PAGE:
About 70 runners set off at 1pm after a thorough kit check. Across the road and up into a muddy field, the runners settled into a pecking order of sorts and I skipped past a Northumberland Fell Runner.  I was behind Nicola Duncan (Carnethy), but as we climbed steadily she began to disappear and I settled in behind another Carnethy and an HBT, both a little way ahead. There was a poor track visible through the heather and reedy grass, but it was very soft and wet underfoot and I spent all my effort weaving and cris-crossing across the track looking for dry ground, but it wasn’t anywhere near. It was like changing checkout aisles at the supermarket; whichever one I chose, it was always slower than the one I had just come from. Unexpected peaty clag in bagging area. Exhausting. 

I was passed around 2 miles up by Joe Blackett of High Peak and watched him slowly pull away and join the two runners in front. I knew if I let them go, I would have no chance of catching them on the way back, so tried to dig in as we started to climb the main hill, the Scrape. I adopted a 12 step jog, 12 step walk strategy but that didn’t last and I found myself counting as I ascended. A Moray runner came past and was going well.   

Soon the front runners were coming past and, ironically that lifted my spirits knowing that the turn couldn’t be too far ahead. Messrs Donnelly and Marshall came whizzing past after a couple of younger lads who were leading the charge. I got to the top and began the descent, packing my sweat sodden cap into my bumbag. I could see the Carnethy runner ahead of two others and set about trying to make up for lost time. The scenery was stunning, but my eyes were all down tracking my footing. The track had become more cut up with the passing of the runners behind me and it was a repeat of my ascent as I searched, largely in vain, for the best line skipping left, then right to try and find some purchase on the track back.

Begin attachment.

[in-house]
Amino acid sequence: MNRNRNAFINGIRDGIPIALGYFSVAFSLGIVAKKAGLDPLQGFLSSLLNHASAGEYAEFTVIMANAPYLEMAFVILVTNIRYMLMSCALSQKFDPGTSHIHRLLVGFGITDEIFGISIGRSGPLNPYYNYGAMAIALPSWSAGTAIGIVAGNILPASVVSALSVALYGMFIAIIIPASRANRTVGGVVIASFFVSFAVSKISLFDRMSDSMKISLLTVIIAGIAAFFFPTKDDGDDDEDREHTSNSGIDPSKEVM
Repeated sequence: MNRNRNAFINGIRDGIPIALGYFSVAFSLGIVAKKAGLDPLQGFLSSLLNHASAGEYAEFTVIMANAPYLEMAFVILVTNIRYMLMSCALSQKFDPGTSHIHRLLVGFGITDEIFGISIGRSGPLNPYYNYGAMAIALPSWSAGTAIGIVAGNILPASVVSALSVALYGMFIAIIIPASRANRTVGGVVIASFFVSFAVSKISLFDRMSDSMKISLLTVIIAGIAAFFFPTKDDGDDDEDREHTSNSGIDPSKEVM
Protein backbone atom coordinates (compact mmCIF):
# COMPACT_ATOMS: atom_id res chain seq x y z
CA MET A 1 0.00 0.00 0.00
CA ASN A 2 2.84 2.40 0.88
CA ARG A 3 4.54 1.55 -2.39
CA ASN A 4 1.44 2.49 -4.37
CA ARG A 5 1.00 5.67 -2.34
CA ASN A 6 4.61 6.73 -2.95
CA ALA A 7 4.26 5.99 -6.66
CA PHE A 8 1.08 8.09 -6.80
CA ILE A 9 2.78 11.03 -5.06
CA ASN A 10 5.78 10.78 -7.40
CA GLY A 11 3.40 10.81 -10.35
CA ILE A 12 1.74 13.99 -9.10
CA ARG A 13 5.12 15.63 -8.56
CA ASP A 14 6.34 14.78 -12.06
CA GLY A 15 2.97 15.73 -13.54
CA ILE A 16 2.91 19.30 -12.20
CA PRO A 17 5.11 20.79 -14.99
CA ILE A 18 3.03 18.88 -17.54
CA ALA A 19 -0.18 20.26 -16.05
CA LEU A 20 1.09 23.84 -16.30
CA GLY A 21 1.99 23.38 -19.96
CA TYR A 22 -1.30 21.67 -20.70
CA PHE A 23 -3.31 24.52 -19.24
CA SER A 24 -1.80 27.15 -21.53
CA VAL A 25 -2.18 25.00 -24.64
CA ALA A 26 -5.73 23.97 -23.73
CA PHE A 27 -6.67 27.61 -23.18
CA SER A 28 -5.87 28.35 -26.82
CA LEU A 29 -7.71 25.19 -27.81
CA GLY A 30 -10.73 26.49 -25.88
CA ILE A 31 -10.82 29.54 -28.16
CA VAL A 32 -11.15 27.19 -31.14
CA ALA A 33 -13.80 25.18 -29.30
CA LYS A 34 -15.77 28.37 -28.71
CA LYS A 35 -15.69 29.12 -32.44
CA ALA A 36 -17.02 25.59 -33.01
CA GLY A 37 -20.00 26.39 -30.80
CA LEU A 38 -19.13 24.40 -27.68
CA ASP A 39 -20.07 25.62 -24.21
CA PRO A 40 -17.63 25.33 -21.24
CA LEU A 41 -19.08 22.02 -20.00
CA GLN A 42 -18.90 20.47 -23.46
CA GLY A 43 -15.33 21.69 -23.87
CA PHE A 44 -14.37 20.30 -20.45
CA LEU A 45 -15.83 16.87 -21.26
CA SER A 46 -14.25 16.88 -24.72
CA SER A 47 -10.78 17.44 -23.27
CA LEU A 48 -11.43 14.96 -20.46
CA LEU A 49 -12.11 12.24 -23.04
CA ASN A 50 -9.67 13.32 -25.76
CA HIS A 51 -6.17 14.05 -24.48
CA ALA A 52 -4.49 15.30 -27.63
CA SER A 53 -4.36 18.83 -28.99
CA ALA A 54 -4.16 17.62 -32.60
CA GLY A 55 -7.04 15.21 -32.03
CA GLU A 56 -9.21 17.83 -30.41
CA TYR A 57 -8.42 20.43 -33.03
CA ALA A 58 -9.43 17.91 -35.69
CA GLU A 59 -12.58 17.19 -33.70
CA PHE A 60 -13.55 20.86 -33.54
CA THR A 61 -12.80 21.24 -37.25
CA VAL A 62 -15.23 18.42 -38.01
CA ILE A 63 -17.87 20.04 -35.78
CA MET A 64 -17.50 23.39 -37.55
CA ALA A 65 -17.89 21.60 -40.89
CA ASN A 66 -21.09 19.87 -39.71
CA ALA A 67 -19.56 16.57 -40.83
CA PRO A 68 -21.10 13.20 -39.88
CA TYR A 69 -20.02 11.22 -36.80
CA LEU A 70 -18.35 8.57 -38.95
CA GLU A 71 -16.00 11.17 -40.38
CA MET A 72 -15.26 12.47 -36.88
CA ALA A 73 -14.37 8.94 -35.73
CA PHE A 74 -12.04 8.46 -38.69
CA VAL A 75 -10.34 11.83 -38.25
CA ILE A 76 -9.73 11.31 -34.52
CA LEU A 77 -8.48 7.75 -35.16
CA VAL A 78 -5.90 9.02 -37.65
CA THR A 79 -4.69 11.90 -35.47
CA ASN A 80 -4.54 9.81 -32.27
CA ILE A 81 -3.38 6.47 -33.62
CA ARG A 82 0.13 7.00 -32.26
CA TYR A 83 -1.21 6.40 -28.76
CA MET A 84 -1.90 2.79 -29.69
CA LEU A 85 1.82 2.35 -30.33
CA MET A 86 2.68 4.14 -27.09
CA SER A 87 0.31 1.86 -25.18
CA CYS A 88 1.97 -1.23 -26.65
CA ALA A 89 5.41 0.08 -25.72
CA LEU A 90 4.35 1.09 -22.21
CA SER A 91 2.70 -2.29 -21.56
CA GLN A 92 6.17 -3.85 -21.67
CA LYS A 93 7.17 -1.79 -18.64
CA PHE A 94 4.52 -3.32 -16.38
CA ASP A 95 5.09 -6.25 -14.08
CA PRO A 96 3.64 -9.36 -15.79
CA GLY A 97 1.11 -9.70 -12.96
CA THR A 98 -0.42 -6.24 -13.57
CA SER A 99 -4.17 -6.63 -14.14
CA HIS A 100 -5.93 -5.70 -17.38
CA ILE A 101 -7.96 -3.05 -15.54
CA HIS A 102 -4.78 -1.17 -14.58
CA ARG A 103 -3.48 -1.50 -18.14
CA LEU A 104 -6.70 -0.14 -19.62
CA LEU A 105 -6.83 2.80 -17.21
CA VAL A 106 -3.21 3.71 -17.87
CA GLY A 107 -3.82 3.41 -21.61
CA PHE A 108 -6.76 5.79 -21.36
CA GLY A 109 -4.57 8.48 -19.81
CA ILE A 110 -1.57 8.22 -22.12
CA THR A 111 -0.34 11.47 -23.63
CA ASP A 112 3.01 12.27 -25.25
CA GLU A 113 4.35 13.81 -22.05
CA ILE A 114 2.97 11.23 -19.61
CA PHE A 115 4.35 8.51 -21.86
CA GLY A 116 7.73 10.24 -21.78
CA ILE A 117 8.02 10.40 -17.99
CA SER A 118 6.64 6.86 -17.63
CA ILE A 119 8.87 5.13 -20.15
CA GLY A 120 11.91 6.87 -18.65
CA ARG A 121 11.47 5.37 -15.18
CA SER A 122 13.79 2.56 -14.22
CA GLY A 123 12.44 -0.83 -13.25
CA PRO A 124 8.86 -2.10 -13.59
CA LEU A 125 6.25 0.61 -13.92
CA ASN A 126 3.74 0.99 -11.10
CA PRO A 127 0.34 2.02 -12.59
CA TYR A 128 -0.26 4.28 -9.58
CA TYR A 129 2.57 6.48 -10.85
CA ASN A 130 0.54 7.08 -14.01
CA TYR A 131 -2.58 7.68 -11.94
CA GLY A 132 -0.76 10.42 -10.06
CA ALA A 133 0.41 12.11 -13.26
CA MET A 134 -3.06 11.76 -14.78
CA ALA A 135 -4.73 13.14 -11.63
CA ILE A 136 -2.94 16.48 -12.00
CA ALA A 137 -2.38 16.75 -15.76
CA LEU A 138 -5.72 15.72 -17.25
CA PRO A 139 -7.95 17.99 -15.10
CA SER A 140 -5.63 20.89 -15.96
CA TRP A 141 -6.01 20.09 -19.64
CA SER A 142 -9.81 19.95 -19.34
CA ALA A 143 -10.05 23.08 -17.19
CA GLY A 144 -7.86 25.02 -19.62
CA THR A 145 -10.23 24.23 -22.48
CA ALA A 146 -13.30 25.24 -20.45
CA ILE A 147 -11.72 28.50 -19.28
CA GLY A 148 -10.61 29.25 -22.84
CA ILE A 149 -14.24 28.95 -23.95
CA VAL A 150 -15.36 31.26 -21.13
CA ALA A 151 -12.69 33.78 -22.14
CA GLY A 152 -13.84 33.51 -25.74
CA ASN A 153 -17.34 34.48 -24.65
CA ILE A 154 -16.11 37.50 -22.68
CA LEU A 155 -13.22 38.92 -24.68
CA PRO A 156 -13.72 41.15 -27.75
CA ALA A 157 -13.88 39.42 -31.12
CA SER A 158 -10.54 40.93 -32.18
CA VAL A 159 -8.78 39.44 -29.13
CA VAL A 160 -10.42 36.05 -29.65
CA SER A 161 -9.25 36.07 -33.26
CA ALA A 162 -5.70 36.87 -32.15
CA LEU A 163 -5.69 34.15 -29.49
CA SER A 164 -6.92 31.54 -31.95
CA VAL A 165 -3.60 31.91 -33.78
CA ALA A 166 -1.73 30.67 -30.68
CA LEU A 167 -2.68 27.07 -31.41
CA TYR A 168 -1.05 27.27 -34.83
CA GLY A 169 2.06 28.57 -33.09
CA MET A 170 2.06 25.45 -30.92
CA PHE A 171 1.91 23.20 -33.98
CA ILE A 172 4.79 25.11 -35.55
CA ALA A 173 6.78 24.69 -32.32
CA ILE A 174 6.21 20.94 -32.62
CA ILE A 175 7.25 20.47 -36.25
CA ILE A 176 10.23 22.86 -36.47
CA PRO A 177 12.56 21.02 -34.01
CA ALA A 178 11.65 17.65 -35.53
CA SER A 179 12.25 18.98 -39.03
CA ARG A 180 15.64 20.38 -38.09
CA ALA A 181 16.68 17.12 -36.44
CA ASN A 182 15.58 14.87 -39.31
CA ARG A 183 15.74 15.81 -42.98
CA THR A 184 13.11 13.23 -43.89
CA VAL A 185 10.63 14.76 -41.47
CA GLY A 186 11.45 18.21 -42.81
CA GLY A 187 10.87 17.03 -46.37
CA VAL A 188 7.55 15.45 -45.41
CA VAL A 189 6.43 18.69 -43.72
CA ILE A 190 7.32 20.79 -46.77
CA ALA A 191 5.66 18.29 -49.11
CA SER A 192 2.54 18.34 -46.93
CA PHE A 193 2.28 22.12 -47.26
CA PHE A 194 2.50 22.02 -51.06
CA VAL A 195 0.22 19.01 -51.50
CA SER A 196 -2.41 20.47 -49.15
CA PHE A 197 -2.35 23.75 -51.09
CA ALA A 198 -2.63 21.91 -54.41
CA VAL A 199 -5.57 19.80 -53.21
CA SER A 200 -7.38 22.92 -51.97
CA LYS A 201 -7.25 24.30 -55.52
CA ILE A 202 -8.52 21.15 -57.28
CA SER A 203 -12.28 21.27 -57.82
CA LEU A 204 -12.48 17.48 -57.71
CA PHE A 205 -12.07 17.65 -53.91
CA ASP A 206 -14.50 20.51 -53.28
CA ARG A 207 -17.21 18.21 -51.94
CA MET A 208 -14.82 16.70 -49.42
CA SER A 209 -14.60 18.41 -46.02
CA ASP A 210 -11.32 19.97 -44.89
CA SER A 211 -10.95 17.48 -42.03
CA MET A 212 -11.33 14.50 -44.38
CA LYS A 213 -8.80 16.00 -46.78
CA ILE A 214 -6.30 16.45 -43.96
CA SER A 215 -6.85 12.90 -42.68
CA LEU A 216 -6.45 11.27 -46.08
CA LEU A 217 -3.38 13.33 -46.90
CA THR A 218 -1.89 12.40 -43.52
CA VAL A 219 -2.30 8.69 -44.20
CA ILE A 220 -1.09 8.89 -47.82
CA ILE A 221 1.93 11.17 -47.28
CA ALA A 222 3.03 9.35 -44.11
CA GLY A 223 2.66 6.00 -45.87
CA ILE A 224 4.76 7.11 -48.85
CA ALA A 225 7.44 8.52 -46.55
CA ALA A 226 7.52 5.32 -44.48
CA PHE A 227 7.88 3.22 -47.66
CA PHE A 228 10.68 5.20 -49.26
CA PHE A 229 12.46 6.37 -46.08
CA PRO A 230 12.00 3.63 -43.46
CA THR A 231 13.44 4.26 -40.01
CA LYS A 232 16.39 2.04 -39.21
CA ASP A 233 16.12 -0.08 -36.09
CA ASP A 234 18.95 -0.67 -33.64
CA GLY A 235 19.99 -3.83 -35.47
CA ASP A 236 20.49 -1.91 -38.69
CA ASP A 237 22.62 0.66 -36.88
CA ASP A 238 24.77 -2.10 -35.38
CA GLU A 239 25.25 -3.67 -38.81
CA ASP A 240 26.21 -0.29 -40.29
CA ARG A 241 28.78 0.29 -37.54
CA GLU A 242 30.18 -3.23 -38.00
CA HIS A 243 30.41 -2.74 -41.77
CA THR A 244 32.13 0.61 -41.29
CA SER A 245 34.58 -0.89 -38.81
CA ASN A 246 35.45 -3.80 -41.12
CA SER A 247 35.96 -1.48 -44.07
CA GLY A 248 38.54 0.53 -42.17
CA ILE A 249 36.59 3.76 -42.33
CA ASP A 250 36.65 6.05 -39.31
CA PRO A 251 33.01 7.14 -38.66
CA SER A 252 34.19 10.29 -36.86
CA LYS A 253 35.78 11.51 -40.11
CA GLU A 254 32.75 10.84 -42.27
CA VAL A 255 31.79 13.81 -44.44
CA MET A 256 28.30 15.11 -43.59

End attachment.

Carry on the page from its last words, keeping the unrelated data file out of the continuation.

I caught the tall HBT runner and thought that maybe I would sit-in, but I soon realised that I was quicker, his descending a little more deliberate. I cracked on but failed to make any more progress on catching the 2 Carnethys and had to have a  little laugh when a marshall at one of the last turns suggested that the woman in front was ‘catchable’…. ‘Not if you’re breathing out your a*se’ I mused. By the final stretch I had no more ‘go-juice’ and it was only gravity that I was running on by the end. Finished around 15th in 1:35 and about 11 minutes slower than my previous outing – that’s a minute a year slower. Unbeknown to me was that the two runners who had passed me (Dark Peaker joe and Moray man) finished 1st and 2nd V50, so if I'd been a bit quicker and lighter I could've been a contender.